Anyone who has been job hunting recently will be familiar with the emphasis companies put on their values as a way of attracting and retaining talent. But how many of these organizations and their leaders actually demonstrate those values? Of course, I have to ask myself the same questions as Randstad’s chief executive of Northern Europe. What can I do — as a leader — to improve workplace culture? How can I help?
The answer, I believe, lies in being human and humble. The best leaders I’ve worked with have always been willing to listen, and willing to learn, and these are the four principles I find most helpful as I strive to be a more effective leader.
I’m very curious by nature. I’ve always been keen to understand how something works, so that I can try to improve it, which probably explains my earlier career as an engineer. Even in something as precision-focused as engineering, there were often problems associated with ‘human factors’ at work that no-one seemed able to predict or plan for. As I began to think more about how we could better understand and mitigate such issues, I decided to move to Randstad to further explore my ideas around talent management. Here our curiosity is centered around understanding the human side of recruitment.
I’m particularly interested in employer branding, and why people choose a company, or avoid it. Looking at this kind of data helps curious leaders understand what they should be offering, and what they can do to entice new employees and retain existing ones.
The best leaders I’ve worked with have always been willing to listen, and willing to learn.
I can’t think of a bigger cliché in recruitment than describing a company as ‘one big happy family’. But, despite this, I do believe we can learn from the way we sort things out at home. Empathy and understanding go a long way in the decision-making process, wherever you are. If we have a problem in my family, we go and sit down at the kitchen table and try and sort it out. We try to solve it together, but first we need to understand what the issues are and doing that with empathy is more likely to lead to a positive outcome.
A more traditional leader might feel pressure to solve problems themselves, without consulting the affected parties until after the decision has been made. I believe that modern leadership leaves this behind. It embraces the idea that we seek to understand and empathize with the issues and then solve them collaboratively.
3. inclusivity & equity.
Everyone has a talent. A huge part of nurturing talent as a leader is making sure to remove any unnecessary obstacles in the way of success. If leaders understand that inclusivity and equity aren’t just things we have to move toward, but things we should move toward — because we can benefit from them — then the value proposition of encouraging a more diverse and equitable work environment becomes much clearer. It’s win-win.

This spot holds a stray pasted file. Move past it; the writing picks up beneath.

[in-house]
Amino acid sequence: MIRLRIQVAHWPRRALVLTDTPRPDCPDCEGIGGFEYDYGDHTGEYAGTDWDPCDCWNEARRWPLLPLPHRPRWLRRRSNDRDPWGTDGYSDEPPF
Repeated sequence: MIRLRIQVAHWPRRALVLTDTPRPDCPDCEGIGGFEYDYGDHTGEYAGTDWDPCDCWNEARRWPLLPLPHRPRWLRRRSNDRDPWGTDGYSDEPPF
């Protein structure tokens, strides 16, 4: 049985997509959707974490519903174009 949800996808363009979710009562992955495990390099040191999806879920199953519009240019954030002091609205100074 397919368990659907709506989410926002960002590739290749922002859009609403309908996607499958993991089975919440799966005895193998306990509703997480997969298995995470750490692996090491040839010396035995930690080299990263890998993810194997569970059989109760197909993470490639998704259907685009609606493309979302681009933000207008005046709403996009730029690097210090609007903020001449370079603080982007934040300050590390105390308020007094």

A small but significant example of this is that we increasingly see changing language within job postings. Years ago, a job posting about a physical factory job would often be written — either by accident or design — in a way that would only attract men. The skills required might focus on physical strength only. These days, the postings are more likely to be targeting healthy, active people who might like to combine their passion for keeping fit with a job that will help to achieve those personal goals.
By doing this, the role becomes far more attractive to a larger pool of people. It’s also an important sign to potential staff: if the messaging is inclusive, the company might be too.
Another lesson I’ve learned from my family about being a leader comes from our annual holiday. So, we’re sat around that kitchen table again, planning what each of us wants to get out of the vacation. One of us wants to go mountain-biking, one of us wants to go shopping, and one of us wants to go to the beach, and so on. Would you let one person decide what everyone does? I can’t imagine that keeping everyone happy, not in my family anyway. It’s the same principle with leadership roles — if you’re not including people in decision-making, you’re excluding them.
Being flexible, and allowing all voices to be heard, creates an environment of inclusivity.
Leaders have perhaps the biggest opportunity here to exercise that shift from a top-down to a collaborative approach.